Russian migration service accepting visa applications from Arctic Sunrise crew

More than 20 foreign citizens from the crew of the Greenpeace vessel Arctic Sunrise have applied to the Russian Federal Migration Service for exit visas, a FMS spokesman told Interfax on Thursday.

More than 20 foreign citizens from the crew of the Greenpeace vessel Arctic Sunrise have applied to the Russian Federal Migration Service for exit visas, a FMS spokesman told Interfax on Thursday.

"Visa applications are currently being accepted. More than 20 people have already submitted the documents," he said.

"The visas for the foreign citizens of Arctic 30 should be ready on Thursday and Friday," Greenpeace Russia said on its Twitter page on Wednesday.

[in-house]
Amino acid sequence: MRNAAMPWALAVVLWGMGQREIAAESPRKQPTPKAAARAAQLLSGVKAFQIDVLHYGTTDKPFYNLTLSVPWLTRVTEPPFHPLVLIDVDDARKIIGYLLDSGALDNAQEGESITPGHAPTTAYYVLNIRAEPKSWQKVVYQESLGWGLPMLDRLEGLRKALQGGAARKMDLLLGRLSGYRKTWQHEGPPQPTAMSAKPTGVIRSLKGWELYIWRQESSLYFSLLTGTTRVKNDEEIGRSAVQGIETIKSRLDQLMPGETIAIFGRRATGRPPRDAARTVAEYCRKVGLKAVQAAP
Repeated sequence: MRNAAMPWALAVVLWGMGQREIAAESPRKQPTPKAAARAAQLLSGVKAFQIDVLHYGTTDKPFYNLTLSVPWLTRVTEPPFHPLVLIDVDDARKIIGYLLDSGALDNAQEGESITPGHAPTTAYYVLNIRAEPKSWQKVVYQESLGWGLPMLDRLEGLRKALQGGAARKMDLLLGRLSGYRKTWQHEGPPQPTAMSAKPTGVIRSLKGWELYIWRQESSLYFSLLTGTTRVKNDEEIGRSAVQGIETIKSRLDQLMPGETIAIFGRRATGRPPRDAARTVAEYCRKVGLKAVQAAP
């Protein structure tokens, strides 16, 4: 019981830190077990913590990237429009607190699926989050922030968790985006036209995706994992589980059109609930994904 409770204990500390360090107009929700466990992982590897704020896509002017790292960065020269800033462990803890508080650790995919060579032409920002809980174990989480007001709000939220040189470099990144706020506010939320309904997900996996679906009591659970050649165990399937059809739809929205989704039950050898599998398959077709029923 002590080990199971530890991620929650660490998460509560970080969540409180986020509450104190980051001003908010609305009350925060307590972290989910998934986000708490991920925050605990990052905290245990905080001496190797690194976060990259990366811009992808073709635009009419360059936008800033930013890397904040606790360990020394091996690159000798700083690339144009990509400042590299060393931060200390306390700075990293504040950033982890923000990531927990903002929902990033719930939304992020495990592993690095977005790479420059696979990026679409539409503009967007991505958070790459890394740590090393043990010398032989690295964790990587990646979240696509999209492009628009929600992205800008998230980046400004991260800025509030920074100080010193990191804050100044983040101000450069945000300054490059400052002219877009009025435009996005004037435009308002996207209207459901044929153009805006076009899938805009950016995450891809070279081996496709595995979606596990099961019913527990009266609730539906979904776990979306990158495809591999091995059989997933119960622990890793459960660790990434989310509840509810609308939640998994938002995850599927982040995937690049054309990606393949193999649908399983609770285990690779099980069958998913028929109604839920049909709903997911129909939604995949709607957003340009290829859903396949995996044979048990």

The Russian Investigative Committee earlier dropped the criminal cases against the Arctic Sunrise crew.

The environmentalists, who faced charges of hooliganism, went free under the Russian amnesty law, which was adopted by the State Duma, the lower chamber of Russia's parliament, on December 18 on the occasion of the 20th anniversary of the adoption of the country's constitution.

"There is a high degree of probability that they will be able to see the New Year in at home," Greenpeace Russia programs director Ivan Blokov told Interfax.

Russian border guards seized 30 activists and crewmembers of the Arctic Sunrise on September 19, 2013, for an attempted protest against oil drilling at the Prirazlomnaya oilrig in the Pechora Sea.

The environmentalists were brought to Murmansk and sentenced to two months confinement. All of them were transferred to detention facilities in St. Petersburg on November 12. St. Petersburg courts released each of the defendants on 2-million-ruble ($60,500) bail.

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